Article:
How does gangrene progress?
Asked Feb 28, 2007, 05:49 AM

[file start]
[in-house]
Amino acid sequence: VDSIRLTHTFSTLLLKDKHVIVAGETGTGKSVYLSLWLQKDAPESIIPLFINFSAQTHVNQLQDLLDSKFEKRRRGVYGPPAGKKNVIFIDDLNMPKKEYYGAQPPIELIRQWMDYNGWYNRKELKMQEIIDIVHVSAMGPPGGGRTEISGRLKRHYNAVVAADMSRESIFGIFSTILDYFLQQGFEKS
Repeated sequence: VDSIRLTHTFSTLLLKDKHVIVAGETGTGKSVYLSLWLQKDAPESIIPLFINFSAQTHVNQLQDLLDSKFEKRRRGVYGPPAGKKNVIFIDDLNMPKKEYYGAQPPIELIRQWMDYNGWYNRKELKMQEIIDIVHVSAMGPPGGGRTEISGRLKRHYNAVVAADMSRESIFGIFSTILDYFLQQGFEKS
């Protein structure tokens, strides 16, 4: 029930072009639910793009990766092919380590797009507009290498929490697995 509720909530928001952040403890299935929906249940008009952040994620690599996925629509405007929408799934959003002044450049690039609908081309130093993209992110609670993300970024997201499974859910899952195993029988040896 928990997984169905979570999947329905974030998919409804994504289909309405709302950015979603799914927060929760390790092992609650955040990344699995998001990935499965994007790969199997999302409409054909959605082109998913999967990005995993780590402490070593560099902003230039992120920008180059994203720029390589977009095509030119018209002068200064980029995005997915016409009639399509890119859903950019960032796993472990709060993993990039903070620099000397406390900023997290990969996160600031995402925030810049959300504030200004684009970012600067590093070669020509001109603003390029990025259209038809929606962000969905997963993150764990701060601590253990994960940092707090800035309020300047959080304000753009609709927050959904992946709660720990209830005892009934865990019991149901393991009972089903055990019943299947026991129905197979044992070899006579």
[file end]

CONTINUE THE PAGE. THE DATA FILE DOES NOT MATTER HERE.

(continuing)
I need to know what to expect from the unchecked progression of gangrene. My 88 year old Mother-in-Law is in a nursing home and has been immobile (chair and bed-ridden) for two years after having a stroke and her hip removed. Prior to the stroke/hip removal she suffered from bad circulation in her leg and a former leg ulcer took 3 years to heal. Her toes and lower part of her foot are now afflicted with wet gangrene. The doctors say they won't amputate her foot because it won't heal due to the lack of circulation, which caused the gangrene. They also say she probably wouldn't survive a leg amputation due to her age and medical state. My Mother-in-Law would never agree to amputation anyway. At this point it seems to us that nature will take its course and the gangrene will be fatal. My Mother-in-Law and the family can accept this. What we donít know is how the gangrene will progress, how much time she has left, will the pain become unbearable, etc. She has just been prescribed morphine and current treatment consists only of cleaning and dressing the wound each day. Can you shed some light on what we can expect and a possible timeline? Is it in fact going to be fatal? Will the gangrene progress up her leg or will it stop once it reaches an area of better circulation? All I can find on the Internet is treatment options. Thank you so very much for any information you can provide.